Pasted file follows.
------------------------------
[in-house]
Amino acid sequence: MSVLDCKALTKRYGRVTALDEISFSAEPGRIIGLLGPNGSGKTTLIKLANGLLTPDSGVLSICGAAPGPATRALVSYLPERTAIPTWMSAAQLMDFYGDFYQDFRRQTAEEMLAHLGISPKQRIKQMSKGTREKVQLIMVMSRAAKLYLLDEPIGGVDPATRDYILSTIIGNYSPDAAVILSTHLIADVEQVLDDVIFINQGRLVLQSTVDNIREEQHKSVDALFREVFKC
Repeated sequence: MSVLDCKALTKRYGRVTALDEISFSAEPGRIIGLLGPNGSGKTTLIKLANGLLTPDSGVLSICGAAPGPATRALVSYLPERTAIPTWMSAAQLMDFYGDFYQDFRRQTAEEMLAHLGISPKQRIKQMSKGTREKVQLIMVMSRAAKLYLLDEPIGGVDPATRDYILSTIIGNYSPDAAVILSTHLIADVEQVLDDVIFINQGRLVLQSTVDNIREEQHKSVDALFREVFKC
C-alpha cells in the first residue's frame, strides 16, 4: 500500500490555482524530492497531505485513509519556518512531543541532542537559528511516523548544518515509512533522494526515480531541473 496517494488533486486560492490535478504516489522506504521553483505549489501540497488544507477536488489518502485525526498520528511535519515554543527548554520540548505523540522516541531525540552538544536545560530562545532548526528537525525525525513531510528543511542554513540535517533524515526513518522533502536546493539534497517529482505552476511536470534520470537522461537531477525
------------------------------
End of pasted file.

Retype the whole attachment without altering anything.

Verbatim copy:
[in-house]
Amino acid sequence: MSVLDCKALTKRYGRVTALDEISFSAEPGRIIGLLGPNGSGKTTLIKLANGLLTPDSGVLSICGAAPGPATRALVSYLPERTAIPTWMSAAQLMDFYGDFYQDFRRQTAEEMLAHLGISPKQRIKQMSKGTREKVQLIMVMSRAAKLYLLDEPIGGVDPATRDYILSTIIGNYSPDAAVILSTHLIADVEQVLDDVIFINQGRLVLQSTVDNIREEQHKSVDALFREVFKC
Repeated sequence: MSVLDCKALTKRYGRVTALDEISFSAEPGRIIGLLGPNGSGKTTLIKLANGLLTPDSGVLSICGAAPGPATRALVSYLPERTAIPTWMSAAQLMDFYGDFYQDFRRQTAEEMLAHLGISPKQRIKQMSKGTREKVQLIMVMSRAAKLYLLDEPIGGVDPATRDYILSTIIGNYSPDAAVILSTHLIADVEQVLDDVIFINQGRLVLQSTVDNIREEQHKSVDALFREVFKC
C-alpha cells in the first residue's frame, strides 16, 4: 500500500490555482524530492497531505485513509519556518512531543541532542537559528511516523548544518515509512533522494526515480531541473 496517494488533486486560492490535478504516489522506504521553483505549489501540497488544507477536488489518502485525526498520528511535519515554543527548554520540548505523540522516541531525540552538544536545560530562545532548526528537525525525525513531510528543511542554513540535517533524515526513518522533502536546493539534497517529482505552476511536470534520470537522461537531477525